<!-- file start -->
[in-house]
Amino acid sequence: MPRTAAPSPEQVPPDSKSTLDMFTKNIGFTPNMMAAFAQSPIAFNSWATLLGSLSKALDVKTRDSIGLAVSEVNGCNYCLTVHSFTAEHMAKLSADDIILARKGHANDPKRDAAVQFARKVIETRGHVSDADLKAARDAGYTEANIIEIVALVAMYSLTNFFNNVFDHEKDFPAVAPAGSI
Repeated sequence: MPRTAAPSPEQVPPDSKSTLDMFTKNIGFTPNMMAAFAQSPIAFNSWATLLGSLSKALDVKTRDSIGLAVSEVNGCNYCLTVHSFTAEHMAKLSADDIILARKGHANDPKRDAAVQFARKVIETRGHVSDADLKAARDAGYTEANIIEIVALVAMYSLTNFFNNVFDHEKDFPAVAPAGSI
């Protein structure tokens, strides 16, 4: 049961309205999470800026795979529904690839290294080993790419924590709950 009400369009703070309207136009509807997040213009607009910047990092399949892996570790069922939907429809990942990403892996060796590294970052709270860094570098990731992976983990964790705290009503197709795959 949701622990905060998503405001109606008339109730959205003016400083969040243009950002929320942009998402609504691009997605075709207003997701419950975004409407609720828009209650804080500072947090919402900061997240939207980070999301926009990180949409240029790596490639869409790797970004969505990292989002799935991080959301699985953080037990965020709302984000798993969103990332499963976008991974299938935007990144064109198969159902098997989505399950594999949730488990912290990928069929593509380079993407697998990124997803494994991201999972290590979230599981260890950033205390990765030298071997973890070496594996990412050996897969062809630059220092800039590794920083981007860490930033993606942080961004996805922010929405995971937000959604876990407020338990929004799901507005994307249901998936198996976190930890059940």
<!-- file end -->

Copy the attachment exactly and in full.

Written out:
[in-house]
Amino acid sequence: MPRTAAPSPEQVPPDSKSTLDMFTKNIGFTPNMMAAFAQSPIAFNSWATLLGSLSKALDVKTRDSIGLAVSEVNGCNYCLTVHSFTAEHMAKLSADDIILARKGHANDPKRDAAVQFARKVIETRGHVSDADLKAARDAGYTEANIIEIVALVAMYSLTNFFNNVFDHEKDFPAVAPAGSI
Repeated sequence: MPRTAAPSPEQVPPDSKSTLDMFTKNIGFTPNMMAAFAQSPIAFNSWATLLGSLSKALDVKTRDSIGLAVSEVNGCNYCLTVHSFTAEHMAKLSADDIILARKGHANDPKRDAAVQFARKVIETRGHVSDADLKAARDAGYTEANIIEIVALVAMYSLTNFFNNVFDHEKDFPAVAPAGSI
């Protein structure tokens, strides 16, 4: 049961309205999470800026795979529904690839290294080993790419924590709950 009400369009703070309207136009509807997040213009607009910047990092399949892996570790069922939907429809990942990403892996060796590294970052709270860094570098990731992976983990964790705290009503197709795959 949701622990905060998503405001109606008339109730959205003016400083969040243009950002929320942009998402609504691009997605075709207003997701419950975004409407609720828009209650804080500072947090919402900061997240939207980070999301926009990180949409240029790596490639869409790797970004969505990292989002799935991080959301699985953080037990965020709302984000798993969103990332499963976008991974299938935007990144064109198969159902098997989505399950594999949730488990912290990928069929593509380079993407697998990124997803494994991201999972290590979230599981260890950033205390990765030298071997973890070496594996990412050996897969062809630059220092800039590794920083981007860490930033993606942080961004996805922010929405995971937000959604876990407020338990929004799901507005994307249901998936198996976190930890059940």